The History of Bourbon in Kentucky


In general, the entire continent of America was founded on a healthy appreciation of alcohol. But in America, the colonial beverage of choice often includes beer, wine, and whiskey, and surely the consumption of these drinks by the Founding Fathers has played an important role in the creation of this nation.

As the new republic was being formed, a new all - American drink was coming into being due to the revolution, taxation, and American ingenuity, the colonial whiskey became a uniquely American spirit called "bourbon".

The whiskey was popular with Scots-Irish immigrants who settled in colonial America. The spirit drink was so important to their lives they brought their distillation equipment and treasured tradition distiller long tradition with them when they crossed the Atlantic. Because of embargoes, wartime molasses and sugar were needed to make rum; whiskey and Irish whiskey became the most popular alcoholic beverages in the colonies.

Because of the potential to make money for the fledgling government, the Continental Congress began taxing whiskey production to pay off the war debt associated with the revolution. Whiskey settlers in the regions of Appalachia were outraged and refused to pay, so the Continental Army was finally sent to rural Pennsylvania in 1794 to calm the "Whiskey Rebellion". To allow an agreement with the Scots-Irish settlers stubborn, the government created incentives for corn production in Bowling Green, Kentucky (then part of Virginia).

Thomas Jefferson, the governor of Virginia, offered the 25 hectares of land for settlers in Kentucky, in exchange for establishing a settlement and start farming corn. But 25 hectares of farmland produces a significant amount of corn, more than could be consumed by a family personally. Naturally, intelligent Scots-Irish found a perfect application for excess crops.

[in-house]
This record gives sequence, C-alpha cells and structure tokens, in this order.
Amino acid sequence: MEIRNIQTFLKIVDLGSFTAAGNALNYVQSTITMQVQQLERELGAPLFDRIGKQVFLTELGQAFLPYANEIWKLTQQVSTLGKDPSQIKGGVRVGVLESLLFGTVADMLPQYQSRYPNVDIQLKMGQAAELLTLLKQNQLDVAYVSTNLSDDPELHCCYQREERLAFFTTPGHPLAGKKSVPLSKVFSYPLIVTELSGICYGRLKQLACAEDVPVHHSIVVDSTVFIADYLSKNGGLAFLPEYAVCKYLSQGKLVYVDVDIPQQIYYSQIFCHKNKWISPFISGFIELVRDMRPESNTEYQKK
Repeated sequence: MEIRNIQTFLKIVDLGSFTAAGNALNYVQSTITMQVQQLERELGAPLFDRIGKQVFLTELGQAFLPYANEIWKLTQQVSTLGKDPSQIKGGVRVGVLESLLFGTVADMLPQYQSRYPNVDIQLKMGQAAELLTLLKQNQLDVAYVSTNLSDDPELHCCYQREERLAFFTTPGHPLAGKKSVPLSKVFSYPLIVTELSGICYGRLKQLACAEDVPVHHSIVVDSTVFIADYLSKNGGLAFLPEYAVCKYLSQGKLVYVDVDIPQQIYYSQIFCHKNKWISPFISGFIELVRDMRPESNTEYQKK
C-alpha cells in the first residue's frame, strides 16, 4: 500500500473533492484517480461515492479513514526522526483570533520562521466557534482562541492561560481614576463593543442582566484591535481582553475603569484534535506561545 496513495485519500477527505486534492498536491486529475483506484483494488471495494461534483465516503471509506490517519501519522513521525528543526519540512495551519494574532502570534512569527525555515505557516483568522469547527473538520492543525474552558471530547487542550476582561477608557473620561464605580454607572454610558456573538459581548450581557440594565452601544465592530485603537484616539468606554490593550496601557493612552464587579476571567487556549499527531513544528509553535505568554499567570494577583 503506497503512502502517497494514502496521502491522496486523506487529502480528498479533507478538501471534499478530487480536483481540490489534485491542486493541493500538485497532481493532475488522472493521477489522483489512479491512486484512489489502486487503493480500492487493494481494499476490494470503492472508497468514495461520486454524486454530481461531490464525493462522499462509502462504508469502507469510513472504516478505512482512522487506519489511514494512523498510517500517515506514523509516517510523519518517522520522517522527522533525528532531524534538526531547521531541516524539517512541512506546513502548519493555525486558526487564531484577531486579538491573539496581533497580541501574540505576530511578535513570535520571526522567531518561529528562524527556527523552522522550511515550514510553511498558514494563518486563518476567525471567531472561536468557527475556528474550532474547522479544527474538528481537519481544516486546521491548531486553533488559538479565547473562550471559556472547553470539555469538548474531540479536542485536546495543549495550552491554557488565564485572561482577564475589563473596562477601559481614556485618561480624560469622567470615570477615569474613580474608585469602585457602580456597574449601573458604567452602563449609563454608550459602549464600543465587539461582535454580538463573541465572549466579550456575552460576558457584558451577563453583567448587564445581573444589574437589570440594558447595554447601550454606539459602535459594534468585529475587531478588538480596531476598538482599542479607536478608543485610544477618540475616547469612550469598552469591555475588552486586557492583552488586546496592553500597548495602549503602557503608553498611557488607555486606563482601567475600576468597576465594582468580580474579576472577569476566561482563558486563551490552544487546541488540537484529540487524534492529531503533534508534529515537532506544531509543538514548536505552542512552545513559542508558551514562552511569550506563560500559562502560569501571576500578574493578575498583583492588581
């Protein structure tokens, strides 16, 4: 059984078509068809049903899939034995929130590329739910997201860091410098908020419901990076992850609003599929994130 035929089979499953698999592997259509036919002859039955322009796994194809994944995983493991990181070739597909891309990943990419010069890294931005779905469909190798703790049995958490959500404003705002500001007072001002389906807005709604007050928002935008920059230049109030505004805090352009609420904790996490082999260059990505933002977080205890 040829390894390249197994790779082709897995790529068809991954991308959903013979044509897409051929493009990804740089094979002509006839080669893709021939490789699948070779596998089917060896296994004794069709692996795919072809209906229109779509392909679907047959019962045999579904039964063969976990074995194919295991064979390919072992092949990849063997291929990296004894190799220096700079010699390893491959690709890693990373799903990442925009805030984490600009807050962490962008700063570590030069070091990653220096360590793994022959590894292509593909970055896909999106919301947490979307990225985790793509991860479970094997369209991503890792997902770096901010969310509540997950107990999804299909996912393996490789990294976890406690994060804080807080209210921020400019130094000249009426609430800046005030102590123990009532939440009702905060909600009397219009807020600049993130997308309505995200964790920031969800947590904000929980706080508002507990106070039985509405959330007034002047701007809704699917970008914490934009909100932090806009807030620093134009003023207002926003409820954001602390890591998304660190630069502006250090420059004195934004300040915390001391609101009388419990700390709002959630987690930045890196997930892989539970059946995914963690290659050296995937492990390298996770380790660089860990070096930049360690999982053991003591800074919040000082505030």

History of Corn Whisky Bourbon

Bourbon was born in Kentucky in the late eighteenth century. The "corn whiskey" took by name in the region where it was distilled. The Old Bourbon, incidentally named after the French Bourbon family. Oak barrels beverage were sealed with "Old Bourbon" to mark their place of origin, the word eventually became synonymous with bourbon any corn whiskey made in America.

Elaborating the corn whiskey or "Bourbon"

The whiskey distillation process has not changed much since the first round. Corn is the primary grain used, with the rest wheat or rye, and barley. This mixture of grains, known as the mash is fermented. The mash can be fermented by itself or combined with a sour mash fermentation. The acid is incorporated into the mash prior to distillation with the new mash. This process ensures that multiple batches maintain a constant pH level. The fermented mash is distilled next to reach an alcohol percentage between 65% and 80%. The clear spirit is aged in charred oak barrels, which give the liquor its distinctive red color. The Bourbons continue to darken over time they age.

The production process, in chronological order:

Grain selection and mixing.


Cooking grains.

Yeast management.



Mashed acid.

Packed in barrels.


Bottle filling.

If you enjoy bourbon you might like to sample the selection of fine Kentucky Bourbons at El Maguey Mexican restaurant in Bowling Green

4700 Scottsville Rd, Bowling Green, Ky 42103